|(in millions of $)||FY 2015 Enacted||FY 2016 Enacted||FY 2017 Request|
|Compact Development/Oversight: 609(g) and Due Diligence||94.0||94.0||104.0|
|Office of the Inspector General||5.0||5.0||5.0|
The Millennium Challenge Corporation (MCC) works to improve lives and transform communities around the world by focusing on one mission: reducing poverty through economic growth. Over the next five years, MCC is working to expand impact, leverage public and private partners, and drive innovation to accomplish this mission.
The agency is requesting $1.0 billion for Fiscal Year (FY) 2017 to advance its mission by funding partnerships to spur economic growth in developing countries and enhance the stability of strategically important regions.
Evidence shows that economic growth is the strongest driver of poverty reduction and that development programs focused on both policy reform and growth are particularly important as global growth slows.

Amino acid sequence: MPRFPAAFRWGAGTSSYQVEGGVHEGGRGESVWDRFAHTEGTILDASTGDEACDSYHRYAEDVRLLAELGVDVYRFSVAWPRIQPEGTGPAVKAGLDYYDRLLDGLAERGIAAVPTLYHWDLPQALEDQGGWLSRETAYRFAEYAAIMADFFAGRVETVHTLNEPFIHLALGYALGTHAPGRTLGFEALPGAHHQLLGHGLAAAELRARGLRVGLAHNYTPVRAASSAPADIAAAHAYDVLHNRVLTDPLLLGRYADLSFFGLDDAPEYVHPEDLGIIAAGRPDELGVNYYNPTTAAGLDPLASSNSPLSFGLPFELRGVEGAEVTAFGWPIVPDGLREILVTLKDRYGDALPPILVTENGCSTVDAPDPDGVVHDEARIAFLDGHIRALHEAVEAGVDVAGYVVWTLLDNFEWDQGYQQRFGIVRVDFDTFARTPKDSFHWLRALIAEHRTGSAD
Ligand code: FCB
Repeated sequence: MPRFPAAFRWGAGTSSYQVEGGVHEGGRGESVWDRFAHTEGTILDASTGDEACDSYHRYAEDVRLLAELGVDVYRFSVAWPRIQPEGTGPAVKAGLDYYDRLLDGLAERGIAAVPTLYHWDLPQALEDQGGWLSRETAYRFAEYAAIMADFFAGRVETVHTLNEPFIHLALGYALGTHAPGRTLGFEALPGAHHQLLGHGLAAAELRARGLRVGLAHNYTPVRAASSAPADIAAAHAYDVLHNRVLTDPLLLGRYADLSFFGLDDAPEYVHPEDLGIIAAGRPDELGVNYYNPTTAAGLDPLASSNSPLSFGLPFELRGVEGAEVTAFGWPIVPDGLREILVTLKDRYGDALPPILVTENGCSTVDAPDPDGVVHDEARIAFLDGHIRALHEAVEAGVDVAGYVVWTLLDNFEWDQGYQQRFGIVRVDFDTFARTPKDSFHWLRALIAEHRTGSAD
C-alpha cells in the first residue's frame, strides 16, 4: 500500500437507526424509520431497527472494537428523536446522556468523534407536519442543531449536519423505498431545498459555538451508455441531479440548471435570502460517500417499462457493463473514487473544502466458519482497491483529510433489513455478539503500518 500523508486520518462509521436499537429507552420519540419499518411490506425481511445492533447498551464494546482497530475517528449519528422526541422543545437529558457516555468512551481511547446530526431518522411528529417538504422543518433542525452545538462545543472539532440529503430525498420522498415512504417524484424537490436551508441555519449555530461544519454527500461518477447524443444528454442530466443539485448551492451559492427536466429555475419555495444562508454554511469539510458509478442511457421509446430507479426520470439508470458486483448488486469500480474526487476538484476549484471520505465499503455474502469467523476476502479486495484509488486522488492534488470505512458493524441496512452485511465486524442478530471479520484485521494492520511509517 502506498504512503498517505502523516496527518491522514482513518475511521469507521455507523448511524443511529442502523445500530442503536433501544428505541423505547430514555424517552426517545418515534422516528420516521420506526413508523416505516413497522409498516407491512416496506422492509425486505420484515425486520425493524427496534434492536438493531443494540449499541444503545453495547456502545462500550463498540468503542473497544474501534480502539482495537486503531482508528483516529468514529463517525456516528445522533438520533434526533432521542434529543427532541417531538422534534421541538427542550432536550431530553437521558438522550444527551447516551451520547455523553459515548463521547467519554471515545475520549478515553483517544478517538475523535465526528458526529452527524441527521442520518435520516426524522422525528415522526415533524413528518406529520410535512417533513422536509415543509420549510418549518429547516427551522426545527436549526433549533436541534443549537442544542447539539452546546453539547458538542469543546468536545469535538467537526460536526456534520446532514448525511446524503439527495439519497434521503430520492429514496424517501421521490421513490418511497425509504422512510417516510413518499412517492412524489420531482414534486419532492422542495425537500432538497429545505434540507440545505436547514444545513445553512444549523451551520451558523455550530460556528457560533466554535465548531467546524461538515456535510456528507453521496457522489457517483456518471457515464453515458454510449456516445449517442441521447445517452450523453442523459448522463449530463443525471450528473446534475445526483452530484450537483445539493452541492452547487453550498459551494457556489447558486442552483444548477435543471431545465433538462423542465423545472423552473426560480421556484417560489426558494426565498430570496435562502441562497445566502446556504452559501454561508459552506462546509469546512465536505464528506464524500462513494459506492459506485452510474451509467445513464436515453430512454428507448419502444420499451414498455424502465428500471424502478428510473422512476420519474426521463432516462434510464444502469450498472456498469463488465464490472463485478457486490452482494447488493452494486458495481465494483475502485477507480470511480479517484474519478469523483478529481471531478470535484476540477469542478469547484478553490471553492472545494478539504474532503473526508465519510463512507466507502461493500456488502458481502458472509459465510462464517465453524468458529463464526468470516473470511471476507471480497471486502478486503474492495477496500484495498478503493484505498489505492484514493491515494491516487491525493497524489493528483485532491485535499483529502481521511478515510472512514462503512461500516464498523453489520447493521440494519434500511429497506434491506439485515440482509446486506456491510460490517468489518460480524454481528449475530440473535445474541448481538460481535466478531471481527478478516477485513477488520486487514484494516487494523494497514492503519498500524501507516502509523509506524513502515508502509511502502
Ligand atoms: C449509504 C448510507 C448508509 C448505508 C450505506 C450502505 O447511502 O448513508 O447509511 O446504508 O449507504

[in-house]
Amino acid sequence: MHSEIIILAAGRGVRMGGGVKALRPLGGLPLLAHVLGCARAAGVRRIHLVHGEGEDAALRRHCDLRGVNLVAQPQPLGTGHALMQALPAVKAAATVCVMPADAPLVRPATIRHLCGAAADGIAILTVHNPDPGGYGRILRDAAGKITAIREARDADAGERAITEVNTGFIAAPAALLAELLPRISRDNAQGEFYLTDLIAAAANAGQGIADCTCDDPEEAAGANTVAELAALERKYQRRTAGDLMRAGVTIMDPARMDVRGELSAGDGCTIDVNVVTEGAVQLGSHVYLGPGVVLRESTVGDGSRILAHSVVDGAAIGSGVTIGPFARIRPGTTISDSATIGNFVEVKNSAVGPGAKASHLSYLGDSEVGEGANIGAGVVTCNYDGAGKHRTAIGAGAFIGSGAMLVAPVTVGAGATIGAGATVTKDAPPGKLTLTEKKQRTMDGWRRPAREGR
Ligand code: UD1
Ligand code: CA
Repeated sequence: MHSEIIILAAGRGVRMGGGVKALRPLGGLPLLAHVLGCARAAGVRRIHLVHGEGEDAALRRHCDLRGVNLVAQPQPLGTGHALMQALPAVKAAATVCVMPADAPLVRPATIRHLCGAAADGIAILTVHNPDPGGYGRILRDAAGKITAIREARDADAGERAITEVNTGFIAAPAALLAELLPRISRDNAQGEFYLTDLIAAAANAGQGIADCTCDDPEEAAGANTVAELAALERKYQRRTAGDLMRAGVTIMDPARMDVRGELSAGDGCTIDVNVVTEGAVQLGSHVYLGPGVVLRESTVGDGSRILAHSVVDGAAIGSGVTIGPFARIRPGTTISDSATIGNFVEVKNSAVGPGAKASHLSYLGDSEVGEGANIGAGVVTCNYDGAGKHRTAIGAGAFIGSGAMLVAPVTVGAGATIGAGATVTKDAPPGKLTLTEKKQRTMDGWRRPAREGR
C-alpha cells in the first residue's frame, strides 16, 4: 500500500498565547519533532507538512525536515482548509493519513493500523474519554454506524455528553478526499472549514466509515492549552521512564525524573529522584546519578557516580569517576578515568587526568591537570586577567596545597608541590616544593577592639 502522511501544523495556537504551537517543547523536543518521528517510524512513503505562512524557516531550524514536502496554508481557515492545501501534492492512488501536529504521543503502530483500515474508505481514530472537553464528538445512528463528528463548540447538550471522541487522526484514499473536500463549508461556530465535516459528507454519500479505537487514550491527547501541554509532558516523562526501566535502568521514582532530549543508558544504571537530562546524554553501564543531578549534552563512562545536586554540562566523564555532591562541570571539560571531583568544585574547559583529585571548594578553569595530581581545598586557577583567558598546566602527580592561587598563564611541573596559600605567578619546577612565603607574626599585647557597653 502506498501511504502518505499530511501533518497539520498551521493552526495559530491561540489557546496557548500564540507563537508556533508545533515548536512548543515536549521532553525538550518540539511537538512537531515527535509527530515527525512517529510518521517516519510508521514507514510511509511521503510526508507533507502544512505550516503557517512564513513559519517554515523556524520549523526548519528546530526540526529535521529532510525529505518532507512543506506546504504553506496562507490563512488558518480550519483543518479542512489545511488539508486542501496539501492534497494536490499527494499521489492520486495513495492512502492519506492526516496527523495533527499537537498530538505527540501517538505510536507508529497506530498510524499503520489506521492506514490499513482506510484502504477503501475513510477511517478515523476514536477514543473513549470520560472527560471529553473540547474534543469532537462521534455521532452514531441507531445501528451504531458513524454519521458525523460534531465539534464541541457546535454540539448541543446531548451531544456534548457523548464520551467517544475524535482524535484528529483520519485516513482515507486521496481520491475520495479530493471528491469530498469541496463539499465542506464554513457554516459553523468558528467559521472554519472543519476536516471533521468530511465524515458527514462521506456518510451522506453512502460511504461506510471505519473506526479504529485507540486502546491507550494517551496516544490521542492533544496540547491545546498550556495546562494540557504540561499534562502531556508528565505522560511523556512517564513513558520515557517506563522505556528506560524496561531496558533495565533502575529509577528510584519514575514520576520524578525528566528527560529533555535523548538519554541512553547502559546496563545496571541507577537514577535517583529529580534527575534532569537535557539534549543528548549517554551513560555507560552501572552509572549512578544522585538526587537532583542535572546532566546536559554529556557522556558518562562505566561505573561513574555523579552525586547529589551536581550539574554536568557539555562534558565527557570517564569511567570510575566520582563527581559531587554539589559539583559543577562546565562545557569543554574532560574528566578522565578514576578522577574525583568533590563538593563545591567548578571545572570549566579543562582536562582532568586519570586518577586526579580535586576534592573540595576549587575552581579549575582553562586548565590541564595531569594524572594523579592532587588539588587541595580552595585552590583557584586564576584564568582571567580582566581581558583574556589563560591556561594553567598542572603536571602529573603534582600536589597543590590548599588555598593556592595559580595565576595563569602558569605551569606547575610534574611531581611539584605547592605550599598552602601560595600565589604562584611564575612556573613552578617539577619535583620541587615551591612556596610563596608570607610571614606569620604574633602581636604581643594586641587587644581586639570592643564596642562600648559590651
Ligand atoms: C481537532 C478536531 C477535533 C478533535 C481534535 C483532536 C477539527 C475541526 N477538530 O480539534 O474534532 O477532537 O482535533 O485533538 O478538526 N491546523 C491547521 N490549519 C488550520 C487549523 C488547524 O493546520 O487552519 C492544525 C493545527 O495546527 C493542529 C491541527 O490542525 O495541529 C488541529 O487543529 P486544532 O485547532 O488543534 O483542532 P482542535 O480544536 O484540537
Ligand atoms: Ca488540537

MCC creates the conditions for growth and poverty reduction through its performance-based model that incentivizes countries to develop and maintain policies necessary for growth. MCC maximizes the effectiveness and impact of the projects it funds by partnering only with countries that meet rigorous metrics for democracy, good governance, and open markets, and by catalyzing and leveraging private sector financing.